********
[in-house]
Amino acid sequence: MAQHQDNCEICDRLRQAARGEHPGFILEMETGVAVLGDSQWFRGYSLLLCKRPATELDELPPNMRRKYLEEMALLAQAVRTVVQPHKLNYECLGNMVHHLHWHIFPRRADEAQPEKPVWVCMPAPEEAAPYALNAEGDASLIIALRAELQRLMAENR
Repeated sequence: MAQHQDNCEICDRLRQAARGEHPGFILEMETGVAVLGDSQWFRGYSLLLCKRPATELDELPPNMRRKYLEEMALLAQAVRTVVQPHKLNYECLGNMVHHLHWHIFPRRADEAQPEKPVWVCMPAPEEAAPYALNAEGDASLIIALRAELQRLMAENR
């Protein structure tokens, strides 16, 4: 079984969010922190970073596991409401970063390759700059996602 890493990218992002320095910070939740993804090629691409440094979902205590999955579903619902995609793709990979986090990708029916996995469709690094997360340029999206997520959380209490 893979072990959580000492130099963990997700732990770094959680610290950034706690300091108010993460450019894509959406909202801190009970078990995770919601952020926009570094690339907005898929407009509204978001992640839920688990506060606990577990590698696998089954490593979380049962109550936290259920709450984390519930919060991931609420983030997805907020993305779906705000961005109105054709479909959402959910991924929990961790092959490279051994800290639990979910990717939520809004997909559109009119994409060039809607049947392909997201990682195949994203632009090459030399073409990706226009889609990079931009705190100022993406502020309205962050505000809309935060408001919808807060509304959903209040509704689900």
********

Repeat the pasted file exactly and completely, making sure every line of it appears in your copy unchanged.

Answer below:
[in-house]
Amino acid sequence: MAQHQDNCEICDRLRQAARGEHPGFILEMETGVAVLGDSQWFRGYSLLLCKRPATELDELPPNMRRKYLEEMALLAQAVRTVVQPHKLNYECLGNMVHHLHWHIFPRRADEAQPEKPVWVCMPAPEEAAPYALNAEGDASLIIALRAELQRLMAENR
Repeated sequence: MAQHQDNCEICDRLRQAARGEHPGFILEMETGVAVLGDSQWFRGYSLLLCKRPATELDELPPNMRRKYLEEMALLAQAVRTVVQPHKLNYECLGNMVHHLHWHIFPRRADEAQPEKPVWVCMPAPEEAAPYALNAEGDASLIIALRAELQRLMAENR
């Protein structure tokens, strides 16, 4: 079984969010922190970073596991409401970063390759700059996602 890493990218992002320095910070939740993804090629691409440094979902205590999955579903619902995609793709990979986090990708029916996995469709690094997360340029999206997520959380209490 893979072990959580000492130099963990997700732990770094959680610290950034706690300091108010993460450019894509959406909202801190009970078990995770919601952020926009570094690339907005898929407009509204978001992640839920688990506060606990577990590698696998089954490593979380049962109550936290259920709450984390519930919060991931609420983030997805907020993305779906705000961005109105054709479909959402959910991924929990961790092959490279051994800290639990979910990717939520809004997909559109009119994409060039809607049947392909997201990682195949994203632009090459030399073409990706226009889609990079931009705190100022993406502020309205962050505000809309935060408001919808807060509304959903209040509704689900």